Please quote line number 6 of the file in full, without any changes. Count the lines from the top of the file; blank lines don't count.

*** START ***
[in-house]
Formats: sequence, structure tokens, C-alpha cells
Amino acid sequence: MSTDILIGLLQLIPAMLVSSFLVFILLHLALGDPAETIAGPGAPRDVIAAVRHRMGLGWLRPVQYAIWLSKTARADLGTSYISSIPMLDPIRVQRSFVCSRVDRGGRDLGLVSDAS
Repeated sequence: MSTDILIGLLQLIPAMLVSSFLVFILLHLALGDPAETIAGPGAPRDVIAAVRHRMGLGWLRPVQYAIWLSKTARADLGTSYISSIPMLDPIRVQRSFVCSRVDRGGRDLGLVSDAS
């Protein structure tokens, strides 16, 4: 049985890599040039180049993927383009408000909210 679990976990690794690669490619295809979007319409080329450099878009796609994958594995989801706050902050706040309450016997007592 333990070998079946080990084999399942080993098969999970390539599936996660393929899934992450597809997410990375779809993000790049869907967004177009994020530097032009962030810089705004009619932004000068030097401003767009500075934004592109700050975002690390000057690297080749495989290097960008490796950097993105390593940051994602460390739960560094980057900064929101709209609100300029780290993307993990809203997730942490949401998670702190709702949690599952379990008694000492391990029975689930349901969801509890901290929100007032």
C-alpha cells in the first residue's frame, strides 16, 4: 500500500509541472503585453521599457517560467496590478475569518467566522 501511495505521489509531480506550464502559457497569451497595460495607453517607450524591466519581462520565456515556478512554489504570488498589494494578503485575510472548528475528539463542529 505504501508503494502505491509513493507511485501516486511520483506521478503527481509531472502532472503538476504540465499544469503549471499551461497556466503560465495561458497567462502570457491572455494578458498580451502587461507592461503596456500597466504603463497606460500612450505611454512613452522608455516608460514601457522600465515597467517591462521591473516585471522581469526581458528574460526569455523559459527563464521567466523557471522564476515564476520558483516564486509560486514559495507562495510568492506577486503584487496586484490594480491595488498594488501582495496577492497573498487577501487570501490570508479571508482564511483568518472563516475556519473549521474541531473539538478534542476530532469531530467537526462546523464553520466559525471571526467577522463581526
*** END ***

C-alpha cells in the first residue's frame, strides 16, 4: 500500500509541472503585453521599457517560467496590478475569518467566522 501511495505521489509531480506550464502559457497569451497595460495607453517607450524591466519581462520565456515556478512554489504570488498589494494578503485575510472548528475528539463542529 505504501508503494502505491509513493507511485501516486511520483506521478503527481509531472502532472503538476504540465499544469503549471499551461497556466503560465495561458497567462502570457491572455494578458498580451502587461507592461503596456500597466504603463497606460500612450505611454512613452522608455516608460514601457522600465515597467517591462521591473516585471522581469526581458528574460526569455523559459527563464521567466523557471522564476515564476520558483516564486509560486514559495507562495510568492506577486503584487496586484490594480491595488498594488501582495496577492497573498487577501487570501490570508479571508482564511483568518472563516475556519473549521474541531473539538478534542476530532469531530467537526462546523464553520466559525471571526467577522463581526